Who We Are: The Yes on Ordinance 1856 / One Kalamazoo campaign is working in Michigan to support the City Commission of Kalamazoo’s twice approved ordinance for housing, employment, and public accommodation protections for gay and transgender residents. Opponents forced a public referendum on the ordinance so dedicated local volunteers, led by former Stonewall Democrats Executive Director Jon Hoadley, are working to ensure voters say YES to fairness and equality and keep Ordinance 1856.

Why The Urgency: In the final weeks, the opposition has gone all out with aggressive disinformation and misleading red herrings to try to defeat the ordinance. This includes signs that say “No to Discrimination” (even though voting No actually supports continued discrimination of GLBT residents), transphobic door hangers and fliers, and now radio ads that falsely suggest that criminal behavior will become legal when this simply isn’t true. The Yes on Ordinance 1856 supporters are better organized but many voters who want to vote for gay and transgender people are getting confused by the opposition.

How To Help:

1) Help the One Kalamazoo campaign raise a final $10,000 specifically dedicated to fight back against the lies on the local TV and radio airwaves and fully fund the campaign’s final field and GOTV efforts.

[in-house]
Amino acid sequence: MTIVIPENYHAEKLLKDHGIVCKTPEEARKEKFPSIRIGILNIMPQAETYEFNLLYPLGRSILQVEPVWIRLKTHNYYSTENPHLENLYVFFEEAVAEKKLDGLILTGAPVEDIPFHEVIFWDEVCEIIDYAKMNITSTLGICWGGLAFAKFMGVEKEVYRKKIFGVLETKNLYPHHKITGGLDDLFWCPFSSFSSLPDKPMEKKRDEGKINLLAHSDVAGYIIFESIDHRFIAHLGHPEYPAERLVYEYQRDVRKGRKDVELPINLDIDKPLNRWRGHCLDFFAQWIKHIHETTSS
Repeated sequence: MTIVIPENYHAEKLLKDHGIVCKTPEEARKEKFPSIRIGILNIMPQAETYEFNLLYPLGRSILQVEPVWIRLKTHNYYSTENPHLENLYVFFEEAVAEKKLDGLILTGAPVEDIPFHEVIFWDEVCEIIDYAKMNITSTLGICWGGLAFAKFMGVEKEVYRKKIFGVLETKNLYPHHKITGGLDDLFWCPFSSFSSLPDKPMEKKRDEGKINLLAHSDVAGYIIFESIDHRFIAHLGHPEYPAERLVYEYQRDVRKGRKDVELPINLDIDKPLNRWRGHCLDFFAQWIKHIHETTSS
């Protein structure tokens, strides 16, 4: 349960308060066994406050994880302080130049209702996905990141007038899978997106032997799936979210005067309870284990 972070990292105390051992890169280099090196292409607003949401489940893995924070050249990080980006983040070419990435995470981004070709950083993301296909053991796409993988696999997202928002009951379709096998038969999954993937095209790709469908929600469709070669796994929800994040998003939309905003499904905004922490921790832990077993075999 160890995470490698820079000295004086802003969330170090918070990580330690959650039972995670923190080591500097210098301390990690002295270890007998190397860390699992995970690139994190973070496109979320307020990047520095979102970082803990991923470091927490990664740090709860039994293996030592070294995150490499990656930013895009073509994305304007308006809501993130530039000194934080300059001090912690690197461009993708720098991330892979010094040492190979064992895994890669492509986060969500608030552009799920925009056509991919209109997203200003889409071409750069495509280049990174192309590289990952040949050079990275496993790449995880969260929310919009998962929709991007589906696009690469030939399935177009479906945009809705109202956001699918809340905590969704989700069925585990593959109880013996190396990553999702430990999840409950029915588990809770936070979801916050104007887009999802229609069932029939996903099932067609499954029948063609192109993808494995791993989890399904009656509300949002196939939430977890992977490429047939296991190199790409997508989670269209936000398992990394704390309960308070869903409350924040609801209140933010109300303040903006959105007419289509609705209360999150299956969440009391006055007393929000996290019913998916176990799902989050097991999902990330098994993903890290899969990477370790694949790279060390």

Give here:…

2) If you live nearby and can physically volunteer in Kalamazoo sign up here. If you know anyone that lives in Kalamazoo, use the One Kalamazoo campaign’s online canvass tool to remind those voters that they need to vote on November 3rd and vote YES on Ordinance 1856 to support equality for gay and transgender people.

Contact voters:…

UPDATE from desmoinesdem, regarding the ballot initiative in Maine:

The polls have been encouraging, showing a lead for the “no on 1” position. Also, the No on 1 television ads have been outstanding, focused on real families as opposed to the No on Prop 8 ads last year in California. Here’s a No on 1 ad I particularly liked:

On the other hand, the Stand for Marriage Maine (the yes campaign) has been well-funded and produced a pretty good closing tv ad, so we can’t take anything for granted in this election.